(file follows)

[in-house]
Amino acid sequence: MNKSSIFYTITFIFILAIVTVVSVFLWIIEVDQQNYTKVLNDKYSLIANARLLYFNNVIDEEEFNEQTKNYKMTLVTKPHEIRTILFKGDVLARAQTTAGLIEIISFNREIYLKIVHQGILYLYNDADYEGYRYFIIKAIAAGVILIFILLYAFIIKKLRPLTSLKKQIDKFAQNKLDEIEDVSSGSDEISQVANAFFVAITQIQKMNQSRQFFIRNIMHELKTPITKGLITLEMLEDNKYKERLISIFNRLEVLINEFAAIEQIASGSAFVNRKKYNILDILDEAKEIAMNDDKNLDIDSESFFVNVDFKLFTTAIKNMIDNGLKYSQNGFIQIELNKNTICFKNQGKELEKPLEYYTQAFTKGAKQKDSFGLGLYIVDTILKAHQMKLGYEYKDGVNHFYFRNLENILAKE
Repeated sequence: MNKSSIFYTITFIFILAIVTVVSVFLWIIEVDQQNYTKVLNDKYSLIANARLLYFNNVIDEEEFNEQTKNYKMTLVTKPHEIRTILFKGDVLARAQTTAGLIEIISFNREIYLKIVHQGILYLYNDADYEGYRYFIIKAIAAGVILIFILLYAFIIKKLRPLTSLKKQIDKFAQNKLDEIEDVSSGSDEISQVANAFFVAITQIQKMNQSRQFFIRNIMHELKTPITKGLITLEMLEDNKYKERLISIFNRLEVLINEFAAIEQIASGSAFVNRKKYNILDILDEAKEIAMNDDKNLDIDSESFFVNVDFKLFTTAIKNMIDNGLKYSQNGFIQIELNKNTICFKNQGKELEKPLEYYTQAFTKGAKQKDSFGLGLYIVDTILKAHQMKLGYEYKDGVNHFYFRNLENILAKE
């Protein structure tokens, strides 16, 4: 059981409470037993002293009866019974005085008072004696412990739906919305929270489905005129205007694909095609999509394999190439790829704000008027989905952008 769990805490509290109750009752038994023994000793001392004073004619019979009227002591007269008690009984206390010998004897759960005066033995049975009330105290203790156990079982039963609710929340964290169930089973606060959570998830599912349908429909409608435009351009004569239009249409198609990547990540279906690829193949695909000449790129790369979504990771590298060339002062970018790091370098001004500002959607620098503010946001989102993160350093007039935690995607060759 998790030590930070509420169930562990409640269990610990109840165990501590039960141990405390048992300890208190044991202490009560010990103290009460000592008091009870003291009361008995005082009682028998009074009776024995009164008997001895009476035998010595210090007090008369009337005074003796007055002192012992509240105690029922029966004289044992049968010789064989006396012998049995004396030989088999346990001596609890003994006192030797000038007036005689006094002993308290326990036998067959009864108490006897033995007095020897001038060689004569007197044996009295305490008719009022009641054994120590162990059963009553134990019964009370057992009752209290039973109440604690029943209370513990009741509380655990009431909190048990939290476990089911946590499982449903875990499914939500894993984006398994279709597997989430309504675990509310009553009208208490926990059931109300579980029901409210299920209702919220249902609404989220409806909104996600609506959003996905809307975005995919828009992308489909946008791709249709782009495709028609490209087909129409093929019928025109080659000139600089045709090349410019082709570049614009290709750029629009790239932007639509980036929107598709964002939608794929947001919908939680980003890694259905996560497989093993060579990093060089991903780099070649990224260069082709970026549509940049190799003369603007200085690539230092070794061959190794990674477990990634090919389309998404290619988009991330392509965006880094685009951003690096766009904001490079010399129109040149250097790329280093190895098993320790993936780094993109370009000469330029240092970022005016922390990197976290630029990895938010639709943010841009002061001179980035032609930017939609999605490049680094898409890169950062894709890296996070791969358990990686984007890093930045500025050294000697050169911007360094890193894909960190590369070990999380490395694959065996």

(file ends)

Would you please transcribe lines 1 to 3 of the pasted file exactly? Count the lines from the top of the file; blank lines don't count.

[in-house]
Amino acid sequence: MNKSSIFYTITFIFILAIVTVVSVFLWIIEVDQQNYTKVLNDKYSLIANARLLYFNNVIDEEEFNEQTKNYKMTLVTKPHEIRTILFKGDVLARAQTTAGLIEIISFNREIYLKIVHQGILYLYNDADYEGYRYFIIKAIAAGVILIFILLYAFIIKKLRPLTSLKKQIDKFAQNKLDEIEDVSSGSDEISQVANAFFVAITQIQKMNQSRQFFIRNIMHELKTPITKGLITLEMLEDNKYKERLISIFNRLEVLINEFAAIEQIASGSAFVNRKKYNILDILDEAKEIAMNDDKNLDIDSESFFVNVDFKLFTTAIKNMIDNGLKYSQNGFIQIELNKNTICFKNQGKELEKPLEYYTQAFTKGAKQKDSFGLGLYIVDTILKAHQMKLGYEYKDGVNHFYFRNLENILAKE
Repeated sequence: MNKSSIFYTITFIFILAIVTVVSVFLWIIEVDQQNYTKVLNDKYSLIANARLLYFNNVIDEEEFNEQTKNYKMTLVTKPHEIRTILFKGDVLARAQTTAGLIEIISFNREIYLKIVHQGILYLYNDADYEGYRYFIIKAIAAGVILIFILLYAFIIKKLRPLTSLKKQIDKFAQNKLDEIEDVSSGSDEISQVANAFFVAITQIQKMNQSRQFFIRNIMHELKTPITKGLITLEMLEDNKYKERLISIFNRLEVLINEFAAIEQIASGSAFVNRKKYNILDILDEAKEIAMNDDKNLDIDSESFFVNVDFKLFTTAIKNMIDNGLKYSQNGFIQIELNKNTICFKNQGKELEKPLEYYTQAFTKGAKQKDSFGLGLYIVDTILKAHQMKLGYEYKDGVNHFYFRNLENILAKE